Coeliac disease is a condition which affects the small bowel, damaging the lining and preventing absorption of food nutrients. An immune reaction to gluten (proteins in wheat, rye, barley, triticale and oats) is responsible for the inflammation and damage to the small bowel. Without an appropriate diet plan, diarrhoea, weight loss, abdominal pain, vitamin deficiencies and aenemia can develop. A Dietitian will advise how to remove all gluten from your diet to allow your bowel to heal and develop a new life-long eating plan.

Depression

Depression can have many knock on effects on appetite, eating habits, emotional reliance on food and unexpected weight changes. Your corresponding food choices can also directly impact your mood. A Dietitian can help you take control of your eating again with mindful eating techniques and greater awareness and knowledge about nutrition.

Diabetes

A Dietitian can help if you have been recently diagnosed with diabetes or if you have had diabetes with recent unstable blood glucose levels, elevated HBA1c blood results, undesirable weight changes or recent changes to your medications. Good management of your blood glucose will help prevent any complications such as heart and kidney disease, stroke, foot and eye problem. Our Dietitians can provide an individualised diet plan that considers the fat, sugar, carbohydrates and fibre necessary to regulate your blood glucose levels.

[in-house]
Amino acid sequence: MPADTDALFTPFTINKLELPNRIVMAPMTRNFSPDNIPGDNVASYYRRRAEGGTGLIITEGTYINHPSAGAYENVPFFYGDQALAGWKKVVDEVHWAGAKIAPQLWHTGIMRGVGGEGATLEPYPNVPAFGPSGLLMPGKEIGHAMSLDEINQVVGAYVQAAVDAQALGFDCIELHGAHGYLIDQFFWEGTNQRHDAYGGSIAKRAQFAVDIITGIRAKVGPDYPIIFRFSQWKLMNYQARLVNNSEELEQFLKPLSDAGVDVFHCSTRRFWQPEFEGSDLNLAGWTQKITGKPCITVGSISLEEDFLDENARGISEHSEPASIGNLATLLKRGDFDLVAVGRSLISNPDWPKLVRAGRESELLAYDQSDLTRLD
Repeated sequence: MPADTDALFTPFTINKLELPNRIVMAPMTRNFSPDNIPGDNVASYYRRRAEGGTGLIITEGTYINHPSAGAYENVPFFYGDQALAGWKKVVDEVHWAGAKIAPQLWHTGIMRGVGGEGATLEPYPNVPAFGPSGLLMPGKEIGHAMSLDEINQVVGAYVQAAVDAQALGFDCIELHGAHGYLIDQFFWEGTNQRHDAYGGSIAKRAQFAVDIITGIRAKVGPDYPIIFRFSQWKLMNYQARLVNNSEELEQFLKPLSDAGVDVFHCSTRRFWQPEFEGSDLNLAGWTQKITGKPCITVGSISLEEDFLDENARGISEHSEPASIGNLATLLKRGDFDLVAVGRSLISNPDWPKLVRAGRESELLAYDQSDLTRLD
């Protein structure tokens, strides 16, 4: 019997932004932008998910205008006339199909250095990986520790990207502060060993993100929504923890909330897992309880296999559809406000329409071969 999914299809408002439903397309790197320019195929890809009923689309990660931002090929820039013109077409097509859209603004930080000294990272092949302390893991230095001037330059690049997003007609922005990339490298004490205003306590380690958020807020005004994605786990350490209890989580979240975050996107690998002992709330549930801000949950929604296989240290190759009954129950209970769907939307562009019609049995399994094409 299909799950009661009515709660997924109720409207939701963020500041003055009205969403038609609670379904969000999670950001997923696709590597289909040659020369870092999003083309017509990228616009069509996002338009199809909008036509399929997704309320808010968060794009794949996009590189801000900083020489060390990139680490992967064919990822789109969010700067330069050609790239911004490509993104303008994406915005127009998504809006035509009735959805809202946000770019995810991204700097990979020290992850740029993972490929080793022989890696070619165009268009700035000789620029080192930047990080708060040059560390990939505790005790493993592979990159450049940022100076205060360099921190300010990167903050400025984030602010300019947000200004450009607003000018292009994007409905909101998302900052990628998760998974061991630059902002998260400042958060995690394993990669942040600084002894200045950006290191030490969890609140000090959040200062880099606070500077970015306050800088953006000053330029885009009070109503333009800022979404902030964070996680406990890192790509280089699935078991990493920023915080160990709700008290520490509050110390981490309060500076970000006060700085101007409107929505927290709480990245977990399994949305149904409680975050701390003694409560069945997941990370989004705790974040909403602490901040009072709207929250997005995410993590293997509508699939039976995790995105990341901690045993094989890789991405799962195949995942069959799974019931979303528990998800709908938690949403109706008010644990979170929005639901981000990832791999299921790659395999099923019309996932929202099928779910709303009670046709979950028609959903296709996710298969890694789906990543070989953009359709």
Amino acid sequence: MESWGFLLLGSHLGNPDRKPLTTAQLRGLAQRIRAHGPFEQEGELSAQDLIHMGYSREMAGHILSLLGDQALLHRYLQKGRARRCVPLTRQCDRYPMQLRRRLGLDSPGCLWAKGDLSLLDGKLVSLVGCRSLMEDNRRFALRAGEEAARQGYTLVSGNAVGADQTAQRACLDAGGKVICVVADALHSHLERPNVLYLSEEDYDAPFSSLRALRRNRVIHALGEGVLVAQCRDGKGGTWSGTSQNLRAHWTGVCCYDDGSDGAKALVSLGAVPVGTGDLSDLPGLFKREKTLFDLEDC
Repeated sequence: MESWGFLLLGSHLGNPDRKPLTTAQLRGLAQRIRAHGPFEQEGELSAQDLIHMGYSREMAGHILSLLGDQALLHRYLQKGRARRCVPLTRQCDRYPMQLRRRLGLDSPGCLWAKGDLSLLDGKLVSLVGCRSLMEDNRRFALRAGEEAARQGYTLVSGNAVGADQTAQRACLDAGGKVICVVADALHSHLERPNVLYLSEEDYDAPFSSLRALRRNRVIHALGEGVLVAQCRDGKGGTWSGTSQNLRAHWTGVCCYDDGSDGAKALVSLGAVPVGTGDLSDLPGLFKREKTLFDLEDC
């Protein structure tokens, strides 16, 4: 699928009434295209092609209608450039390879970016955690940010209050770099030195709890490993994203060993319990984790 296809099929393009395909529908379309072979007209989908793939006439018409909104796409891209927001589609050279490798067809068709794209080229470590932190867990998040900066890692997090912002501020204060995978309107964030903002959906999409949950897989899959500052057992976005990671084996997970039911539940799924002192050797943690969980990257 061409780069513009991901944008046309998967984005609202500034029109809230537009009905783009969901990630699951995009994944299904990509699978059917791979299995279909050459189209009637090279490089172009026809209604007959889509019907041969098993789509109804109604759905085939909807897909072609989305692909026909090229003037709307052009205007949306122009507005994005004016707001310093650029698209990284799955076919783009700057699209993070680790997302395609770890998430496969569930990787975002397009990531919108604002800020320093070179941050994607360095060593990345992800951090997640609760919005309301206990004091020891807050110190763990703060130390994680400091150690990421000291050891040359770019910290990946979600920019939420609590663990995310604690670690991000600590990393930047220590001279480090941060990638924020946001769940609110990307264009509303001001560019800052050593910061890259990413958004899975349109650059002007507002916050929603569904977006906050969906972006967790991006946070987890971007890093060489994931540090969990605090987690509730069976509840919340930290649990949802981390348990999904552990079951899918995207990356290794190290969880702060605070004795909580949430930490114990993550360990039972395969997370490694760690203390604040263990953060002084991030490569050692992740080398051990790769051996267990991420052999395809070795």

Diarrhoea

Chronic diarrhoea can be debilitating and have a significant impact on your quality of life. The reasons for diarrhoea can be complex and may be linked to conditions such as Irritable Bowel Syndrome, Coeliac Disease, Inflammatory Bowel Disease or Food Intolerance. Our dietitians can assist in developing food plans to help you manage the problem.

Disabilities

Disabilities can have an impact on many parts of the body and with a wide range of severity. A Dietitian can help you:

  • reach or maintain a healthy weight
  • maximise the nutrients in your diet
  • identify healthy foods which are easy to chew, swallow and eat without assistance
  • Individualise advice to empower you to make better food choices
Diverticulosis

Diverticulitis is an acute and painful condition caused by infection of pockets within the bowel lining (diverticulae). Infection results in abdominal pain, bloating and changes to bowel habits. Frequent diverticultis flareups can result in longer term damage to the bowel. Research has shown that diverticular disease occurs more frequently among people whose diet is lower in fibre. During an diverticulitis attack a low fibre diet should be followed and then the fibre should be gradually increased after you have recovered. A Dietitian can help you develop an appropriate eating plan to manage acute flareups as well as provide information to assist in preventing future diverticulitis flareups. 

Eating Disorders

All eating disorders come with severe medical complications and increased mortality rates. Eating disorders are complex and require the advice from from medical, psychological and dietetic specialists. A Dietitian can help establish a healthy relationship with food, healthy eating habits and a nutritionally balanced diet.